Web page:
Community Peace Builders Initiative Starts in Minnesota
At the start of February, we welcomed four Community Peace Builders (CPBs), as well as their mentor Will Wallace, to our Minneapolis-St. Paul team.
Peacebuilding is most effective and most likely to succeed when local voices, particularly those most targeted by violence, are at the helm. As a supporter of Nonviolent Peaceforce, you know that local communities take the lead in all of our program locations, both nationally and internationally. Now, the Community Peace Builders continue that ethos and legacy as they work to address community conflict and violence in North Minneapolis, building towards a world where communities navigate conflicts without the threat of force and work together to address systemic violence.
For the CPBs, this has looked like hosting a weekly discussion and training for youth. The CPBs are sharing and modeling de-escalation tools, leading asset-based community mapping sessions and facilitating conflict resolutions among youth and between youth and families as tension rises due to increased time at home. Each conversation and exercise serves to uplift youth agency and create a safe opportunity for youth to share, fueling a cultural shift towards emotionality and vulnerability.
Sam Taitel, the Twin Cities Program Manager expressed, “The Community Peace Builders are exemplars of why peace, in language and behavior, transcends cultural divides. While many of our values may be aligned, we need to honor that they are expressed in a myriad of ways. I am excited for the team to expand NP's offerings so that our work is accessible to, serves, and reflects the community.” They will be focusing their work on addressing gun violence and community violence in North Minneapolis, as well as adapting UCP training to resonate with the needs and strengths of Northside residents.
Working Together Towards Peace
Each of the new Community Peace Builders has a long history of mentoring and community care through their work with EMERGE, a North Minneapolis-based community development organization that houses a work readiness program for young men impacted by gang and clique violence.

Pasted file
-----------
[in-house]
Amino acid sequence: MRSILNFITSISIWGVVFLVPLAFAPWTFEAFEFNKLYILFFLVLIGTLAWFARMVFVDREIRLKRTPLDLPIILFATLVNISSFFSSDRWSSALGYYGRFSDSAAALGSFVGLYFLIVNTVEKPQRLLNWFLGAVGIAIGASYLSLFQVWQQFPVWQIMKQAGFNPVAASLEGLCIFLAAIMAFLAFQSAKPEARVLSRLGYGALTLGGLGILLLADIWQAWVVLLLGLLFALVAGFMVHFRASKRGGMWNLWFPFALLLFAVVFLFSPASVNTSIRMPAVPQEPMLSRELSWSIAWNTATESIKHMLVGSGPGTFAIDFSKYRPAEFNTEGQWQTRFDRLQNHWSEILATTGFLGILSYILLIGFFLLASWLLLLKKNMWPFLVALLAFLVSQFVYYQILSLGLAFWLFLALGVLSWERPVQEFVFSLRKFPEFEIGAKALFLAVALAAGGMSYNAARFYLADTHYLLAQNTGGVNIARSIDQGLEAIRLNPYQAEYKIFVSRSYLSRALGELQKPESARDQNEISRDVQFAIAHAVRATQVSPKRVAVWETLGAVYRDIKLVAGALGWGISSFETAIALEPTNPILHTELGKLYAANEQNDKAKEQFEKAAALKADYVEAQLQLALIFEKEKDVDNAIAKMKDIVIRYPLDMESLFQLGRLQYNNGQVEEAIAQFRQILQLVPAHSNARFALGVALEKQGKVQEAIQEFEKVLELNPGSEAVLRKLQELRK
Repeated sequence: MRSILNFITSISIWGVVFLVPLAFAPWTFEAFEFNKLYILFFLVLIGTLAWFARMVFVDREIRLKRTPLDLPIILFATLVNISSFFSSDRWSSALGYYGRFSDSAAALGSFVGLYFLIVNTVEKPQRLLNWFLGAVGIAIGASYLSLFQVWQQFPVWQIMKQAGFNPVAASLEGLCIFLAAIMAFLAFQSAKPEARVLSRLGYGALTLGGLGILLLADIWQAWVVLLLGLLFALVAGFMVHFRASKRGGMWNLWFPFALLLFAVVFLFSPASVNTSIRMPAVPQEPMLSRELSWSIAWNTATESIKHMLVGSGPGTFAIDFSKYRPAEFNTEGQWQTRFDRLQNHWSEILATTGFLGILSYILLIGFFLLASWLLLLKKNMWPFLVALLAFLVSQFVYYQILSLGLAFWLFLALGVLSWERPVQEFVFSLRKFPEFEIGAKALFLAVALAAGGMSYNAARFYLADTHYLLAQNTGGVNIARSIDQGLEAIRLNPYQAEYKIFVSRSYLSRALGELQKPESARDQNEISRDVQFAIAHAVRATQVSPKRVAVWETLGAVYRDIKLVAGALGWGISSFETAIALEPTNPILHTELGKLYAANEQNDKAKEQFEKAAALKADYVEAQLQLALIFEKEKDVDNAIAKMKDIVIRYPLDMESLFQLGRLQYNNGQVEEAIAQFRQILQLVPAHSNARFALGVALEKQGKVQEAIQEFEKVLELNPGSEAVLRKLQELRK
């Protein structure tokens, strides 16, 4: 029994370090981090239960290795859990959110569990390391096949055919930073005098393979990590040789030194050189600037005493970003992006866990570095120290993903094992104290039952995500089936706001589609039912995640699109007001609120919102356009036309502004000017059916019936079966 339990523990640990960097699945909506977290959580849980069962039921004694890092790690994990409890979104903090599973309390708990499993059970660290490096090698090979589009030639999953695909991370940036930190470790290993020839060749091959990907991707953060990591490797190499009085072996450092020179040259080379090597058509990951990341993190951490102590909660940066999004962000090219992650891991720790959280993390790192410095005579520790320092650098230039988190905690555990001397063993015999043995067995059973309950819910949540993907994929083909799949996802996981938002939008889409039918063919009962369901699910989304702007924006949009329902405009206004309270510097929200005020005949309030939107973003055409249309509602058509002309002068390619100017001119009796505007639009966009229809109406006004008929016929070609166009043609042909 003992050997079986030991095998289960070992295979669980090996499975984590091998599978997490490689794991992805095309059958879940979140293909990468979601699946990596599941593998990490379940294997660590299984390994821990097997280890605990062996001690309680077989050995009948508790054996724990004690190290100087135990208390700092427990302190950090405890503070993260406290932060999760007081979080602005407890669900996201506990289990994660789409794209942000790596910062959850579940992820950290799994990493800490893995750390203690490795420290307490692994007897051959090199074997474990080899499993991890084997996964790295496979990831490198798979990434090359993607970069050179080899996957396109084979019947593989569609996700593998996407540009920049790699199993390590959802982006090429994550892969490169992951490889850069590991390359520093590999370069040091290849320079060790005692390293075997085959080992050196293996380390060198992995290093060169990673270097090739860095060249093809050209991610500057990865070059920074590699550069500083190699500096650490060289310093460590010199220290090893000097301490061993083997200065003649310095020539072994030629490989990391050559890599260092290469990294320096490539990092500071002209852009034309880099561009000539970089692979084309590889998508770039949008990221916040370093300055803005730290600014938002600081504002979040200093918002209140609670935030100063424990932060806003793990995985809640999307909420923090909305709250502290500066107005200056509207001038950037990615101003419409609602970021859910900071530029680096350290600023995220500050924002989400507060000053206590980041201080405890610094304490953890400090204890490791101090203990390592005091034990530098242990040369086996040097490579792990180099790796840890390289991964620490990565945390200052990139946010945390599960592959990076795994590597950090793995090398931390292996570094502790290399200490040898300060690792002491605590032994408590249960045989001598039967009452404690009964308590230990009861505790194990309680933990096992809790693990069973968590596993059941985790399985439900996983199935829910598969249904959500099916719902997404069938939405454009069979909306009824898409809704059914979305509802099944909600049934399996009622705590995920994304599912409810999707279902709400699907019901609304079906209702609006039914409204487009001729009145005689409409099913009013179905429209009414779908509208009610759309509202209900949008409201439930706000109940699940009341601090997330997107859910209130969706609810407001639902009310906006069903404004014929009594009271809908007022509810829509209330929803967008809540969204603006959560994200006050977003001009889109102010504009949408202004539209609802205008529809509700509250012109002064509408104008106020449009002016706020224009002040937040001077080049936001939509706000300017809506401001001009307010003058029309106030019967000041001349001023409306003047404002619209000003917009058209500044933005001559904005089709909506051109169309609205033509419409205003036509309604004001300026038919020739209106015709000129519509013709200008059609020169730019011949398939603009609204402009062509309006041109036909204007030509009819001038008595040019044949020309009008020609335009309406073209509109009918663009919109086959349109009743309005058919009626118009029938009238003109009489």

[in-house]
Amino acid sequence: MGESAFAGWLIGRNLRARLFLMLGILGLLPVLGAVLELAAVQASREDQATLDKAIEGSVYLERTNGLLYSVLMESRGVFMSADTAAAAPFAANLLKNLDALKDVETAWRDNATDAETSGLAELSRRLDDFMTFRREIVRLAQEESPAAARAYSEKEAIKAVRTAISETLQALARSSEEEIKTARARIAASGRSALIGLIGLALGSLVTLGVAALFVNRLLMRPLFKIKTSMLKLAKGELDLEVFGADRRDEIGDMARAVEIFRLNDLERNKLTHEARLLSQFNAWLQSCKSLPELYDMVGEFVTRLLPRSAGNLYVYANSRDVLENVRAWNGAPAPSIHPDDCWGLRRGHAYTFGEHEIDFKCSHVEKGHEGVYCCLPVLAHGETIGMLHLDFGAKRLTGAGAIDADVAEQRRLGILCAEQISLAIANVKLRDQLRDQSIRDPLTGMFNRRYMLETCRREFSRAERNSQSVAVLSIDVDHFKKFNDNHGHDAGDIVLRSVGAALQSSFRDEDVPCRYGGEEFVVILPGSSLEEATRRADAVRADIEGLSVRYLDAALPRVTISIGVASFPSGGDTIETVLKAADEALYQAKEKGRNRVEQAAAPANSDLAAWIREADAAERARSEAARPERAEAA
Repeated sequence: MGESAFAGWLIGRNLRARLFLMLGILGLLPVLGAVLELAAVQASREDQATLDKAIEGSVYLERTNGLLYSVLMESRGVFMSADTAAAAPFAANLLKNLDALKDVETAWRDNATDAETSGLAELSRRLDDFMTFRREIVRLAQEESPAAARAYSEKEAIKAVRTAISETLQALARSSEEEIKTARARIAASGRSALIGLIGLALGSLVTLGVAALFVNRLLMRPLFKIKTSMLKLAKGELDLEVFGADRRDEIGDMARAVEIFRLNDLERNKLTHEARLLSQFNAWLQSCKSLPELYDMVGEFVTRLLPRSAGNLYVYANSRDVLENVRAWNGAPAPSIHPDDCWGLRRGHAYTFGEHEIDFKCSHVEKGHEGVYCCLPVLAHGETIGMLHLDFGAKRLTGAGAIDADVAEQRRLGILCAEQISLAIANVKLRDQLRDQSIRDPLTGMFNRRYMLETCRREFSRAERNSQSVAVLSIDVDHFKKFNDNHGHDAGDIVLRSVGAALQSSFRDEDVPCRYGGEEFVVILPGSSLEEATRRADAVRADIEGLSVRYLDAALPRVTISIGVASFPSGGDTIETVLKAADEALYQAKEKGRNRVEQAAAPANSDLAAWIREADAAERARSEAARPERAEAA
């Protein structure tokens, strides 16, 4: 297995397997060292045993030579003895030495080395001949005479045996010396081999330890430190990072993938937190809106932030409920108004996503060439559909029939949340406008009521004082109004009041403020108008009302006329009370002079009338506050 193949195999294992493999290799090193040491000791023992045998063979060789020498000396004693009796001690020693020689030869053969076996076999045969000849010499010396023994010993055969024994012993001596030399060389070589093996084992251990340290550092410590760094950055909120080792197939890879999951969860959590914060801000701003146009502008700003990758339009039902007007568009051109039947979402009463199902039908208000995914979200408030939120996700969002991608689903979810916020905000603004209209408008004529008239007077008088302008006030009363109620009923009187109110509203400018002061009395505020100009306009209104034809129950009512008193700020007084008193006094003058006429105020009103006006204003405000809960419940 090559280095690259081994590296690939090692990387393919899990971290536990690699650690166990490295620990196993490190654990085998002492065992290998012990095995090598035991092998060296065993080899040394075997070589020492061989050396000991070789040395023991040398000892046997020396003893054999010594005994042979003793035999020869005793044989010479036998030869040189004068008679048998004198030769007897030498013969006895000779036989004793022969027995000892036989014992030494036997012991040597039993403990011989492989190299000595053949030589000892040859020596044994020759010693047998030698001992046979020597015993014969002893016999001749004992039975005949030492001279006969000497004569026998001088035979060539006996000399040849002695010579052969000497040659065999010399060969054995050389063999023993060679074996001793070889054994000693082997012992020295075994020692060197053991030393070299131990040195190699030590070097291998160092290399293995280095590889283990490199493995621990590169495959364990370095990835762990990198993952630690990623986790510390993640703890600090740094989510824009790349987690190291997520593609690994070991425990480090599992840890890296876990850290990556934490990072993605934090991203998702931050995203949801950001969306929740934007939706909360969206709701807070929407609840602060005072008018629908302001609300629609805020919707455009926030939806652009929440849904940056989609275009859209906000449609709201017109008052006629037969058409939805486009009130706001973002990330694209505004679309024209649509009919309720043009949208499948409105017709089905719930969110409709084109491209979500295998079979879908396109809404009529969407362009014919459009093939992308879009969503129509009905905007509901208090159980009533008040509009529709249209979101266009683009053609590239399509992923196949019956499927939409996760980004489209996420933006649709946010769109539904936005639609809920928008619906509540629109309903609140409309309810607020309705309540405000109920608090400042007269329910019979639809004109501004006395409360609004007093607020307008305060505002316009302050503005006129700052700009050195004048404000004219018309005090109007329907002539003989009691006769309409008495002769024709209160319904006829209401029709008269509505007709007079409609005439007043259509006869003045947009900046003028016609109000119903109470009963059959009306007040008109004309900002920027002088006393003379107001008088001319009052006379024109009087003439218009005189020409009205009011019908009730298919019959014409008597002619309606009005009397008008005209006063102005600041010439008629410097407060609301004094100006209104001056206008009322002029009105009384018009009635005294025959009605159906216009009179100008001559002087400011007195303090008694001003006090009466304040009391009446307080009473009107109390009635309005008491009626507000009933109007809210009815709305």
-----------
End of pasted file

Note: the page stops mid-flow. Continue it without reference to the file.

Back in 2020, the EMERGE youth saw a natural connection between the work they were doing to care for their community and the ability to keep their community safe. NP teamed up with EMERGE to offer a series of trainings on nonviolence, de-escalation and mutual protection.
“What brought me to NP was Mel Duncan, Founding Director, and Rosemary Kabaki, NP Myanmar Head of Mission,” reflected Elijah O’Neal (Eli). “They came into my job and taught me nonviolent skills that I never thought would help me. But in the long run it really changed my life, learning how to dial down a situation and find a common ground between two parties.”
“I’ve seen a lot of things happen in my community; I’ve done a lot of bad things in my community. I wanted to change my life around for a better future.”
Together with their mentor, the group has provided protection during various events in the community, from the Chauvin trial to a series of vigils, with a special focus on youth protection. And now, they will put their relationship-building and community protection experience to work as part of NP.
"I played a small part in the bad in my community, now I want to play a big part in fixing it,” expressed Davion Jones (DJ). “I enjoy people genuinely helping others. The other Peace Builders I work with are special. We come from some of the same and we built a relationship with the community. I can trust them no matter what.”